The court ultimately concluded that it was impossible for the defendant companies to comply with U.S. antitrust law and Chinese law, and it was required to defer to Chinese law under the principles of international comity.

While Vitamin C is interesting enough on the merits, it also calls for fresh eyes on the role comity ought to play in discovery disputes of international scope.

The Supreme Court first examined international comity in relation to discovery in the 1987 Société Nationale Industrielle Aérospatiale v. U.S. District Court for the Southern District of Iowa decision, in which the U.S. Supreme Court held that a particularized analysis of the interests of each respective sovereign is required to resolve a comity-based defense to discovery. The court developed a five-factor balancing test for the assessment 6:

  • Importance of the information sought in the investigation;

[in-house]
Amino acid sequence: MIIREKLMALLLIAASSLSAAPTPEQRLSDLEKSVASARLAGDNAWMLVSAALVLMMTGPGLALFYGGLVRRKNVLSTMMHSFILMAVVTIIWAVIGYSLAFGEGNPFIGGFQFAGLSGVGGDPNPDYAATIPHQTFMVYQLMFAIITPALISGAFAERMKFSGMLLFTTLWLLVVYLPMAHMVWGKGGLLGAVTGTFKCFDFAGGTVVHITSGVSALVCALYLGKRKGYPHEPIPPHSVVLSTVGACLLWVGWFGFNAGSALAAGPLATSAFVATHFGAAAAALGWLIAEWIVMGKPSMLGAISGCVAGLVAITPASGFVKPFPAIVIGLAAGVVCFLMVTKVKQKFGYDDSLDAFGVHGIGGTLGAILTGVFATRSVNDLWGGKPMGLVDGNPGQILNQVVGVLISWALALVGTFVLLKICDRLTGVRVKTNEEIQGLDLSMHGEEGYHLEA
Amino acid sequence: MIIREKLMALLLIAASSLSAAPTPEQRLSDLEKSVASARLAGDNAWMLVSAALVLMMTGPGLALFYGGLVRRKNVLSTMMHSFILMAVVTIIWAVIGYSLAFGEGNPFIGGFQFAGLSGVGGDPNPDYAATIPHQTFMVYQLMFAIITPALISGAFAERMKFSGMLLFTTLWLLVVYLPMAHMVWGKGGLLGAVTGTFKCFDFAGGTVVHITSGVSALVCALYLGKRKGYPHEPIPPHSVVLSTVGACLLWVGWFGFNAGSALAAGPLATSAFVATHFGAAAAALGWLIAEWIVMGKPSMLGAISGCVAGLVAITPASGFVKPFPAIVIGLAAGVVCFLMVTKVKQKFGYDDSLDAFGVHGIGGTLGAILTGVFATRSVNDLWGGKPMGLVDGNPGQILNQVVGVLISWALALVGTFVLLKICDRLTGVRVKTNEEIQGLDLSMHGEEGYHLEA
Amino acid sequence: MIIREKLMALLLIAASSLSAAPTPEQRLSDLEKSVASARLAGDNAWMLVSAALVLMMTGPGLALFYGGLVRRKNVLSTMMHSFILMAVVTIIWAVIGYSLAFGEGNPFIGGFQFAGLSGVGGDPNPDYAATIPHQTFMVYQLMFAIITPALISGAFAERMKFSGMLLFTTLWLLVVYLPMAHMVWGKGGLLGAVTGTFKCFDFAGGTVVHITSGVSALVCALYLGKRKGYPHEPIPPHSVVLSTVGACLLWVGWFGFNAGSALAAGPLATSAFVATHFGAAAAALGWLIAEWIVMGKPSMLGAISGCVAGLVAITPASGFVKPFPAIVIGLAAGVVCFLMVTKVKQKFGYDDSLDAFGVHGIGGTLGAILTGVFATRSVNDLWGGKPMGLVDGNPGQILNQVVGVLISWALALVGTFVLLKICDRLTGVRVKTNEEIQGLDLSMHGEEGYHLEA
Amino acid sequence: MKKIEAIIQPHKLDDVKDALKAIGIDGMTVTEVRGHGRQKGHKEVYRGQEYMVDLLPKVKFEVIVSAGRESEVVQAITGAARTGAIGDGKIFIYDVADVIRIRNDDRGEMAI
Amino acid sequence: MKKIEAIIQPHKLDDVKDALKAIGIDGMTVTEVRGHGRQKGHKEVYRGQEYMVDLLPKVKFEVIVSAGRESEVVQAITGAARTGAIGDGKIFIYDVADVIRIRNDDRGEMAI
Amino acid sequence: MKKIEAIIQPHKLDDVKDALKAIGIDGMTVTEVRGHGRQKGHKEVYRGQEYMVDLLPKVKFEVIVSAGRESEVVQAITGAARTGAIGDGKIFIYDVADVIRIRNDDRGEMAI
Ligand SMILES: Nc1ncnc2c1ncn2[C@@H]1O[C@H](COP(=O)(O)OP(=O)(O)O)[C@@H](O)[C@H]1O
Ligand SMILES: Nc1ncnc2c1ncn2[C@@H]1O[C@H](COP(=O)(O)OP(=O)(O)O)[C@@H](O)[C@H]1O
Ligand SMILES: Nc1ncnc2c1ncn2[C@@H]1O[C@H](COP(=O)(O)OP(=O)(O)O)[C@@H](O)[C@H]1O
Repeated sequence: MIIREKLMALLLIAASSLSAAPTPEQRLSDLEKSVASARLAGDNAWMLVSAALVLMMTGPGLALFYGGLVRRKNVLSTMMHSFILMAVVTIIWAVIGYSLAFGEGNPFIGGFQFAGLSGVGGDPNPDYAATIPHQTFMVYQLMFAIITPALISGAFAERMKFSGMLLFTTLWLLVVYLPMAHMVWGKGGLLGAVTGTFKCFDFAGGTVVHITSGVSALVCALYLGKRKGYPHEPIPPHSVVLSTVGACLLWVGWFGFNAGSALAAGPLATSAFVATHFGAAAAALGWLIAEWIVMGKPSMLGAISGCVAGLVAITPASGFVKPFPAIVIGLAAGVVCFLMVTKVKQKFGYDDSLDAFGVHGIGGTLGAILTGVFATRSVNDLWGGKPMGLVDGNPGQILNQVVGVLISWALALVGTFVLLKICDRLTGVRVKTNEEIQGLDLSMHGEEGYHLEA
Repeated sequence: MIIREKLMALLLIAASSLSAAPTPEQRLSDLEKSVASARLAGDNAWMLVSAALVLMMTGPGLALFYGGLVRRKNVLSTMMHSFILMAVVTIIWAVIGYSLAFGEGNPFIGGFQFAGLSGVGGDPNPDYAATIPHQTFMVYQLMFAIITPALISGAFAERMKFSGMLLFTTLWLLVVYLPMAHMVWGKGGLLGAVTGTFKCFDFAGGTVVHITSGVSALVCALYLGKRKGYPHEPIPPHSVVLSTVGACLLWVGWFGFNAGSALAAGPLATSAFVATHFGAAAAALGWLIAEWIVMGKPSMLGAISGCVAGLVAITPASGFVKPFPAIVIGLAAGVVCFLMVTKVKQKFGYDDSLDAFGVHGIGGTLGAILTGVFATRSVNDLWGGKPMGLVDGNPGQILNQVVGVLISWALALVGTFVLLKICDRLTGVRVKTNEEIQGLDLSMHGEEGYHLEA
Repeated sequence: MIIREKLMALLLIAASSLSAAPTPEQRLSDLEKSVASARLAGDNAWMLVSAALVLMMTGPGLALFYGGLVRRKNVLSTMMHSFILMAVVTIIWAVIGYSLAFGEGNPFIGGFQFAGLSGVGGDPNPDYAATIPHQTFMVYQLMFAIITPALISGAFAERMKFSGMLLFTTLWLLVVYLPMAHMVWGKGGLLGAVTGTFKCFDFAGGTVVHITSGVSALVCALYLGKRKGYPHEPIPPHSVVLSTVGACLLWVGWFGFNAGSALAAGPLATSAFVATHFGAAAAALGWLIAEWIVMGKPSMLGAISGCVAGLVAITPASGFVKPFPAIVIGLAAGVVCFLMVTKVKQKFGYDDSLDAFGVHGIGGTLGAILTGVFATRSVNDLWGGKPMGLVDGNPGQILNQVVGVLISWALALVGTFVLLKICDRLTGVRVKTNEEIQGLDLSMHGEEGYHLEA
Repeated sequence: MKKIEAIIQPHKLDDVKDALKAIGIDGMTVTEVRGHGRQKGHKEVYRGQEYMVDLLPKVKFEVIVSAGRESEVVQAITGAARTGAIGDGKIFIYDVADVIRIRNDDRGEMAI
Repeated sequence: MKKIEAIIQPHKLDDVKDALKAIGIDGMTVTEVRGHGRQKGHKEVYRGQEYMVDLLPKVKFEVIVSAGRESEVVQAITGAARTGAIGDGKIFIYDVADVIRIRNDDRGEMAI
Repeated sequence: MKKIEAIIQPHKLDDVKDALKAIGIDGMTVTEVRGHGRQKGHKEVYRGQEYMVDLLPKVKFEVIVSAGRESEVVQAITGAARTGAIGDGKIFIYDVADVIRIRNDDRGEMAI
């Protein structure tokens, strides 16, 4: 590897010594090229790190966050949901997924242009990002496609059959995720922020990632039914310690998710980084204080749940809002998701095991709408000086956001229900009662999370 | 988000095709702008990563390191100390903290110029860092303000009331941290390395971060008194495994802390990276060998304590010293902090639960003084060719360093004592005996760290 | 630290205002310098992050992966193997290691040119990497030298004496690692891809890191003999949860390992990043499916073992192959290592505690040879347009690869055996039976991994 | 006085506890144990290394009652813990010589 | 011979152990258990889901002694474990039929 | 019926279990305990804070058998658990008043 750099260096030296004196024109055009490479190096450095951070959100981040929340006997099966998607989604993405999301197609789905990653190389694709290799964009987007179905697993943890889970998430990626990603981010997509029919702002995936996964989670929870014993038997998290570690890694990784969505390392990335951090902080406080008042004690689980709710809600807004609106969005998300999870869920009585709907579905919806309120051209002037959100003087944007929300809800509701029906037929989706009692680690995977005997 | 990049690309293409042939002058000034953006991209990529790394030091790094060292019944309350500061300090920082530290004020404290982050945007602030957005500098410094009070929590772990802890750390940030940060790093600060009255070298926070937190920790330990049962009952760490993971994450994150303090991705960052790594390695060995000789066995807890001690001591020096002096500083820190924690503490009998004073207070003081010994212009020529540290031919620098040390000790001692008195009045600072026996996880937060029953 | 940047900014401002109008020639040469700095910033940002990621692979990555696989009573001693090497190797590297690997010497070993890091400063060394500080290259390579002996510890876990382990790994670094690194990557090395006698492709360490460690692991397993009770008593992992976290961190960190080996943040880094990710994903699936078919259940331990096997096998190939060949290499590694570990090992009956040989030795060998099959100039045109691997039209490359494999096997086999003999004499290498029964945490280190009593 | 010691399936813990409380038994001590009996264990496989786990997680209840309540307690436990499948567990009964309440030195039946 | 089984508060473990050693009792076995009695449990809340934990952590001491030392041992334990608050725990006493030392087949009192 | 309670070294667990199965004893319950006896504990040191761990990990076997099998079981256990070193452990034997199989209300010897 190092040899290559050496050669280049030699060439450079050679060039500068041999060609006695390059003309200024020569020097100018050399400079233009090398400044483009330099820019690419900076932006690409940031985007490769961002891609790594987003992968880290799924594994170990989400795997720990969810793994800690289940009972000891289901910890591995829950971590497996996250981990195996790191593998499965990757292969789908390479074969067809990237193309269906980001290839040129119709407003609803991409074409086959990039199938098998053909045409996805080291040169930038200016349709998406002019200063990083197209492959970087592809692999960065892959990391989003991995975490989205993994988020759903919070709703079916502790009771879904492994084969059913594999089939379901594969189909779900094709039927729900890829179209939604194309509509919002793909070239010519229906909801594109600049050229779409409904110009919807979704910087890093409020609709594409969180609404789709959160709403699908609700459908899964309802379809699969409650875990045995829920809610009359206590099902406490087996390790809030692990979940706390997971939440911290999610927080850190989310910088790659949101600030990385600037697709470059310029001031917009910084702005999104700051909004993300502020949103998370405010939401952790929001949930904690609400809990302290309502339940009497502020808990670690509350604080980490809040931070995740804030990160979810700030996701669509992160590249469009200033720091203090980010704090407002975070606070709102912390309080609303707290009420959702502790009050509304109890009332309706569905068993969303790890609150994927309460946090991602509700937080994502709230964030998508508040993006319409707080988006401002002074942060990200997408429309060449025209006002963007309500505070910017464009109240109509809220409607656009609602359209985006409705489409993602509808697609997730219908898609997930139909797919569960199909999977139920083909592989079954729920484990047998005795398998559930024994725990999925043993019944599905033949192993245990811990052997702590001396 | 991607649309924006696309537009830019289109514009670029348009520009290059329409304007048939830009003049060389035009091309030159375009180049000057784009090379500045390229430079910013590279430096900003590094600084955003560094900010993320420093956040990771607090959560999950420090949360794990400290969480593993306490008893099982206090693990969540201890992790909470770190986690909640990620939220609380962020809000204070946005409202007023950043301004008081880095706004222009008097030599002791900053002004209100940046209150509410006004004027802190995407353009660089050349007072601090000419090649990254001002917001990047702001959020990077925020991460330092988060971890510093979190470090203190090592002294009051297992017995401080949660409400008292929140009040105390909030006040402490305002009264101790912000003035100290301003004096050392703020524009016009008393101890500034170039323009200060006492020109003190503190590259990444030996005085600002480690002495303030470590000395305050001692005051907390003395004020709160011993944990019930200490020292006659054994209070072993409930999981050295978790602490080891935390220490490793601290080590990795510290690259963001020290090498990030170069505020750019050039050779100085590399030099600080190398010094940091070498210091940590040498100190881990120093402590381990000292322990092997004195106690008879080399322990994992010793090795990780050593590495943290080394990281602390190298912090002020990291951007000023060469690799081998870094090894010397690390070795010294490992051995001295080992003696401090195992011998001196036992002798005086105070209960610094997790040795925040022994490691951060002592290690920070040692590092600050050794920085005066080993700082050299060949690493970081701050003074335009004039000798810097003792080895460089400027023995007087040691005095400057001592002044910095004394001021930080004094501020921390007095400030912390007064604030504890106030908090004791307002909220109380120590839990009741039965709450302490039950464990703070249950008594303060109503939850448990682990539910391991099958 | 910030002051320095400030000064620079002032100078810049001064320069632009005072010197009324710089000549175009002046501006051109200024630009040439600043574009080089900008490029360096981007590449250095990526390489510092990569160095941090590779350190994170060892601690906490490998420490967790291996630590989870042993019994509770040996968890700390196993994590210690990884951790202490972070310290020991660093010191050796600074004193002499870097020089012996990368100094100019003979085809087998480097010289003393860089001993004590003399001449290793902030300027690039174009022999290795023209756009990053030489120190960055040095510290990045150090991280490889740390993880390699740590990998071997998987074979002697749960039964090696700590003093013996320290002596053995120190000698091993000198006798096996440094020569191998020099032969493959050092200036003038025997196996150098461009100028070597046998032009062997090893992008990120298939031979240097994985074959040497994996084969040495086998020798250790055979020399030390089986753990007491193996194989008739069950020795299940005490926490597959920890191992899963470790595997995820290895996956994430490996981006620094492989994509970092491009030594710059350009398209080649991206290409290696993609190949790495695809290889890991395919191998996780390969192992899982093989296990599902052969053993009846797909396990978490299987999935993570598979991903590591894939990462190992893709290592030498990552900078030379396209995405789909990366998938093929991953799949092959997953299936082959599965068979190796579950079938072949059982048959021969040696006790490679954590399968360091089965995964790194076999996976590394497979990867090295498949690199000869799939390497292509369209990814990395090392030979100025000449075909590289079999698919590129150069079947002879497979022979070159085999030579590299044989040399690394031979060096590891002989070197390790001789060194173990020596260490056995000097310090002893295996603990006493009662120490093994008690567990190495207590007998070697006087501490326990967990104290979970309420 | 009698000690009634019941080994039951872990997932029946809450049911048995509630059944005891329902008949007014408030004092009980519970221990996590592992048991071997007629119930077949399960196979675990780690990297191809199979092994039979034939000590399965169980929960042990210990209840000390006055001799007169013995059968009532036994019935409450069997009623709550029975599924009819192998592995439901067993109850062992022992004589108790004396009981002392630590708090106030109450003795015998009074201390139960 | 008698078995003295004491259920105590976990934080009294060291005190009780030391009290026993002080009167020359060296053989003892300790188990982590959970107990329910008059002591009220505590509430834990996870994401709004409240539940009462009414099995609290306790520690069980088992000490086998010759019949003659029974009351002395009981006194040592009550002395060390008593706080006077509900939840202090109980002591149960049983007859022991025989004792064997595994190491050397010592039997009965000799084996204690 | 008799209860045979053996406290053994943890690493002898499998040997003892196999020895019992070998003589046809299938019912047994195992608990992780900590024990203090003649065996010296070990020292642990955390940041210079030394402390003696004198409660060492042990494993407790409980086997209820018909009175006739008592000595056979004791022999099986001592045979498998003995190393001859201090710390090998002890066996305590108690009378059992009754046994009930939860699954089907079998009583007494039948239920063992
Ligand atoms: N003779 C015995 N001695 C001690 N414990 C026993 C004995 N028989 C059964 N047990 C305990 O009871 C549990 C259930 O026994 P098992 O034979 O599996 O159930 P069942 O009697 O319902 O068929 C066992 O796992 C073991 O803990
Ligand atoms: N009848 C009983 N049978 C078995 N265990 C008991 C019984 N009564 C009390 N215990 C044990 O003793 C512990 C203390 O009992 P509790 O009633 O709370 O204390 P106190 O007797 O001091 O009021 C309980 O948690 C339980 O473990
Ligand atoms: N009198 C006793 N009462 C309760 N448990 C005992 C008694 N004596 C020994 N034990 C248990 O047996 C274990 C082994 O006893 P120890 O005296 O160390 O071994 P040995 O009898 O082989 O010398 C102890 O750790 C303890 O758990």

• Specificity of the request;
  • Origin of the information;
  • Alternative means of obtaining the information; and
  • Interest of sovereigns - balancing national interests.7

Later, in granting discovery of a Chinese defendant's assets, in the 1992 Richmark Corp. v. Timber Falling Consultants decision, the U.S. Court of Appeals for the Ninth Circuit considered the five Aérospatiale factors while adding two more:

  • Hardship of compliance for the party facing the obligation; and
  • Likelihood of compliance.

The court also said that factor five - national interests of the respective sovereigns - is the most important.8 On the facts, the Richmark court held that the evidence sought was not only relevant but crucial to enforcing a default judgment and that there were no other alternative means of obtaining the requested information.9